Week 10: Open Studio, Pages 6-7 of Superhero Comic, and Artist Statement

Heroshima Page 6


Heroshima Page 7

Since my previous post, I have made more progress in my superhero comic, drawing and scanning pages 6 and 7 of the comic, and presenting what I have so far at Open Studio. These two pages chronicle Hasaki Gozen’s running away from school and from home, her descent into a life of petty crime, and her eventual rescue by her superheroine idol, Ginkgo Girl, whose sidekick she becomes in fighting crime. Hasaki’s character arc, I’ve noticed has its ups and downs– she starts out being treated like garbage, with her lowest point being her life of thievery after being rejected from society. Then she reaches a high point being rescued by Ginkgo Girl– who serves as a motherly figure for her as well as her mentor. However, as the latter half of the comic demonstrates, Hasaki’s high point is doomed to come to an end, and rapidly descend into another low point with a particularly tragic event. One she blames herself for.

As part of Open Studio, I was tasked with writing a succinct “Artist Statement” to explain my work to both faculty and students looking at students’ various projects. I have copied what I have written down below:


Charles Ta, Senior Thesis 1

Prof. Robert Sikoryak and Maelle Doliveux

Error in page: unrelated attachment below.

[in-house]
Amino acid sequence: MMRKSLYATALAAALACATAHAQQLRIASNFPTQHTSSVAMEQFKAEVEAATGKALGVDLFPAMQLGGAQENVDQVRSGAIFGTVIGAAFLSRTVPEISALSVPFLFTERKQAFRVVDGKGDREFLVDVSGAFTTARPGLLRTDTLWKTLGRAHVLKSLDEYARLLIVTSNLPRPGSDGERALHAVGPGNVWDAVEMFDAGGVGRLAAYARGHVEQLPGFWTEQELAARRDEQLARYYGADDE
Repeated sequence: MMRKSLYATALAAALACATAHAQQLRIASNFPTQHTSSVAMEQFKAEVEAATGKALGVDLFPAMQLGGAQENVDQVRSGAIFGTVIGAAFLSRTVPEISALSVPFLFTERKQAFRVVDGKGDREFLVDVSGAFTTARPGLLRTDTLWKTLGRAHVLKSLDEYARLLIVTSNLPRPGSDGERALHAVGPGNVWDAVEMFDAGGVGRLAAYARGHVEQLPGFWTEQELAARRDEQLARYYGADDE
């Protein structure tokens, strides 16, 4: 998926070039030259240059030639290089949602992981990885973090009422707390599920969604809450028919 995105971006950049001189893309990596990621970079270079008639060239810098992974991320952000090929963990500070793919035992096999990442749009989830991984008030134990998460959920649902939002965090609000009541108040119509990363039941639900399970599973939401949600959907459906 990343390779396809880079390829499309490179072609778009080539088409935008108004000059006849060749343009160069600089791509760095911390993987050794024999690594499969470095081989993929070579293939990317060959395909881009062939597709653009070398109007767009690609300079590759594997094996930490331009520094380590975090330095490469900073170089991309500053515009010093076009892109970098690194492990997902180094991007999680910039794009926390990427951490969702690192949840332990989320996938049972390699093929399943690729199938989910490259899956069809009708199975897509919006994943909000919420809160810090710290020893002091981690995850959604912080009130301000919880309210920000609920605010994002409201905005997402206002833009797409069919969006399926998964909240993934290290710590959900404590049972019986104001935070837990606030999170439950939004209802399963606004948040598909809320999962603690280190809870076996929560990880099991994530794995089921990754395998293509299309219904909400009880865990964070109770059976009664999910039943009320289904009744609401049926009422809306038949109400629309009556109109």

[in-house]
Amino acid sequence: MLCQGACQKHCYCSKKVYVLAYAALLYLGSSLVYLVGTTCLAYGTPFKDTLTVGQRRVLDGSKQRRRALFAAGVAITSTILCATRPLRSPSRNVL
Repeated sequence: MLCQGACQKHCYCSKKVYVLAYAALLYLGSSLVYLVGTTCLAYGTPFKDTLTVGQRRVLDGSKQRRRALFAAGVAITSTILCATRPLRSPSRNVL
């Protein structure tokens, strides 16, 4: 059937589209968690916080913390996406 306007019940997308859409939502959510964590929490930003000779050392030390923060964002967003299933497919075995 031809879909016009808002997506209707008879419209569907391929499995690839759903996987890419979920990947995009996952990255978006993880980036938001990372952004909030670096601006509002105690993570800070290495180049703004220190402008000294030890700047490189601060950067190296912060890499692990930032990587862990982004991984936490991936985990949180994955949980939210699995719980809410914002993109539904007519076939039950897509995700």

Inspired by superhero movies like The Dark Knight, comics or graphic novels like Watchmen, the X-Men, Shinto mythology, and postwar Japanese culture, my Senior Thesis Project, “Heroshima”, is a superhero comic book that critically examines the social, psychological, and political effects of the existence of superheroes in post-WWII and Cold War Asia (1950s-1980s). The title of this comic, “Heroshima”, is both a pun and a neologistic portmanteau of the Japanese city of Hiroshima (which was destroyed by the atom bomb), and the word “hero”, referring to the “mutant” individuals that arise through genetic mutations from nuclear radiation in this story— some good, some bad.

At first, this comic chronicles the rise of the first “mutant” hero in Japan— a woman who calls herself Ginkgo Girl, and is able to control plants and nature itself. However, the comic soon reveals itself to be narrated from the perspective of another “mutant” — an up-and-coming superheroine called Hasaki Gozen (which literally translates to “Cutting Edge Young Lady”). She possesses elongated and retractable fingernails, which are not only infinitely sharp, but capable of cutting through virtually any material. Hasaki’s childhood is plagued by feelings of isolation due to her mutant powers, which are demonized by society, and her idolization of Ginkgo Girl further distinguishes her from her peers. 

Using Hasaki’s harrowing and deeply personal backstory, my comic implicitly provides commentary on topics such as racism and prejudice, marginalization, ostracization, “coming out” and bullying. Hasaki’s running away from home, her descent into petty crime, her rescue by Ginkgo Girl, and her fights against numerous villains are all motivated by her core desire to be accepted in society— for mutants to be seen as individuals,  not as monsters. Some of the villains in this comic (the first in a series) commit crimes out of hatred against humans, but others, like the pyromaniac Foxphorus, are evil for the pleasure it brings them, unwittingly perpetuating the very stereotypes about mutants that Hasaki and Ginkgo Girl seek to dispel.

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